Supreme Court won't hear appeal of North Carolina voter ID ruling
WASHINGTON, D.C. — The Supreme Court rejected an appeal to restore North Carolina's voter identification law, it announced on Monday. A lower court said the law wrongfully targeted African-American voters "with almost surgical precision."
The 4th U.S. Circuit Court of Appeals struck down the law in July. North Carolina Republicans asked the Supreme Court to review the Circuit Court's decision. By declining to review the case, the Supreme Court has essentially confirmed that the lower court's decision will stand.
Republicans Challenged Appeals Court's Ruling
Federal courts, such as the courts of appeals, hear cases to decide whether they violate federal law or the Constitution. Decisions are made by judges, not juries. The United States' 13 courts of appeals are below the Supreme Court.
The disputed law was passed in North Carolina in 2013. It required that people show an ID card with their photo on it in order to cast a ballot. It also scaled back opportunities for people to vote before election day, known as early voting.
The dispute is similar to the court case over a different voter ID law Republicans introduced in Texas. It was also struck down for being racially discriminatory.
People who support voter ID laws are concerned that certain voters may lie about who they are, or could try to vote when they are ineligible. This is a serious crime known as voter fraud. Many Republicans support voter ID laws.
Section Of Voting Rights Act Struck Down
The 2013 laws in North Carolina and Texas came after a landmark Supreme Court case. The case struck down a key part of the Voting Rights Act, a law passed in 1965 to help end racial discrimination in voting. One section required certain states to get approval from the federal government before making changes to their voting laws. Whether or not a state had to follow this rule was based on their past record in voter discrimination.
The Supreme Court's ruling energized Republicans in Texas and North Carolina. They jumped at the chance to create new voting laws without needing federal approval.
Voters, civil rights groups and the Obama administration quickly filed lawsuits that challenged the Republicans' new laws. The law was amended in 2015 to include a way for people who were unable to get a photo ID to still vote.
Bias Against Black Voters Was Found
When the North Carolina law passed in July 2013, state Republicans said voter ID is a good requirement. They believe it increases fairness and honesty in elections.
But the 4th U.S. Circuit Court of Appeals, based in Richmond Va., disagreed. In July 2016, it said that North Carolina provided no evidence of in-person voter fraud in elections. Such evidence would prove that new voter ID laws are necessary.
The Court concluded that the voter ID law was put in place with intentional bias against black voters. Black voters have been shown to be negatively affected by these laws.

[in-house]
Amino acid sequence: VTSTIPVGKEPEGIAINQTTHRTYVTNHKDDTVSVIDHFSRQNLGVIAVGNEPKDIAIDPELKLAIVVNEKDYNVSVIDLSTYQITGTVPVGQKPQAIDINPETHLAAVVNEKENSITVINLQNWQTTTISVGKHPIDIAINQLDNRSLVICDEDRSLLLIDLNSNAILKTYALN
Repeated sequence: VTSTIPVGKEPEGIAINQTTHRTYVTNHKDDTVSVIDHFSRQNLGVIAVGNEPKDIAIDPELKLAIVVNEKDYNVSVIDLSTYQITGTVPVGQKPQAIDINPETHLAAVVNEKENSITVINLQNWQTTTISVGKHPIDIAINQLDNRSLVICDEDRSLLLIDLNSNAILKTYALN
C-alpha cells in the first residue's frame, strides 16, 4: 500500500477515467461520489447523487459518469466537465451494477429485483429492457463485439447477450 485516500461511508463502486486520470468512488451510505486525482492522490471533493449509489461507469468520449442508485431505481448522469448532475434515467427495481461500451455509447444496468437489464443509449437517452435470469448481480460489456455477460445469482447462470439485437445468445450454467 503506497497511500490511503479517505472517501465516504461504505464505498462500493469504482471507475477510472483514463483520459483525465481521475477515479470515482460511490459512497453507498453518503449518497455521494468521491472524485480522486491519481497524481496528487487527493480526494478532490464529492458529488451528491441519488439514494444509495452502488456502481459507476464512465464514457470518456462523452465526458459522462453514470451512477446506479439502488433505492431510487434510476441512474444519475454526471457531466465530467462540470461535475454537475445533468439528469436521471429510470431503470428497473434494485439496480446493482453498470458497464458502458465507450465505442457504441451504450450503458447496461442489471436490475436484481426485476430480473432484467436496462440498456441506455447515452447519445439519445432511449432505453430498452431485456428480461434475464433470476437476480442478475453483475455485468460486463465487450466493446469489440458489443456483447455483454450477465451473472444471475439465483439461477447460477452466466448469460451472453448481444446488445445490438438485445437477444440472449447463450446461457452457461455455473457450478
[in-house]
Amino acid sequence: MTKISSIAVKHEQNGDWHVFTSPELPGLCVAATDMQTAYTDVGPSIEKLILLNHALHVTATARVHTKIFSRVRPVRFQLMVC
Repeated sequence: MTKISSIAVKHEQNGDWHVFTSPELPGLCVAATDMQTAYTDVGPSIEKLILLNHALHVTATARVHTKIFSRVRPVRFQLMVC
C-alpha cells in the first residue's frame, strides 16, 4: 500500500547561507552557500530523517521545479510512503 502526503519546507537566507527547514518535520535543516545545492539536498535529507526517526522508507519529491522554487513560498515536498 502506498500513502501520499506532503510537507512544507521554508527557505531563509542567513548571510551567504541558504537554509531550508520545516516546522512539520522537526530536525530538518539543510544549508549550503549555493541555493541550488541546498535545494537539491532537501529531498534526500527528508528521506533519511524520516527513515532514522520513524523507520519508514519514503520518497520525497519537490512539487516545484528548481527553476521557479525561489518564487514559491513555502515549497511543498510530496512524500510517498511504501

After that, the state of North Carolina appealed the decision, taking the case to the Supreme Court. Leaders in North Carolina wanted the stricter voter ID laws to stay in effect for the election in November 2016.
When the case reached the Supreme Court, there were only eight justices instead of the typical nine, and they tied 4-4 in votes on whether they would hear the appeal. When Barack Obama was President, a seat opened up on the Supreme Court. The seat remained open because Congress, dominated by Republicans, refused to confirm the nominee that Obama, a Democrat, selected. Since there was no majority in the 4-4 tie, the appeal was rejected.
Democrats Wanted The Appeal Cancelled
State leaders in North Carolina continued pressing the issue, even after the November election. In December, state officials again pressed the Supreme Court to hear the case.
In January, the Justice Department urged the Supreme Court to reject the North Carolina appeal. At the time, President Obama was still in charge of the Justice Department, the part of the federal branch of government responsible for law enforcement.
Later that month, North Carolina got a new governor, Democrat Roy Cooper. After he was sworn in, he requested that the appeal be cancelled.
Finally, after nearly four years of uncertainty, the Supreme Court decided it would stay out of the fight. As a result, the decision of the appeals court will hold.
Governor Cooper and other Democrats praised the Supreme Court's decision, calling it a victory for the rights of minority voters. They said the decision represented a victory over attempts at discrimination by Republicans.
Court Took No Position On The Merits Of Voter ID Laws
Tom Perez is chairman of the Democratic National Committee. He thanked civil rights activists and grassroots organizers for their "persistent efforts" to fight the law.
Typically, the Supreme Court does not provide a reason for declining to hear a case. Chief Justice John Roberts cautioned Monday that though the Supreme Court rejected the appeal, it does not mean they are saying whether they believe voter ID law itself is good or bad.
Republican leaders in North Carolina's legislature didn't immediately offer comment. But Robin Hayes, head of the state's Republican Party, said in an email that Democrats ultimately would lose in their efforts to block voter ID laws.
"Republicans will continue to fight for common sense and constitutional voter ID measures, similar to what many other states already have," said Hayes.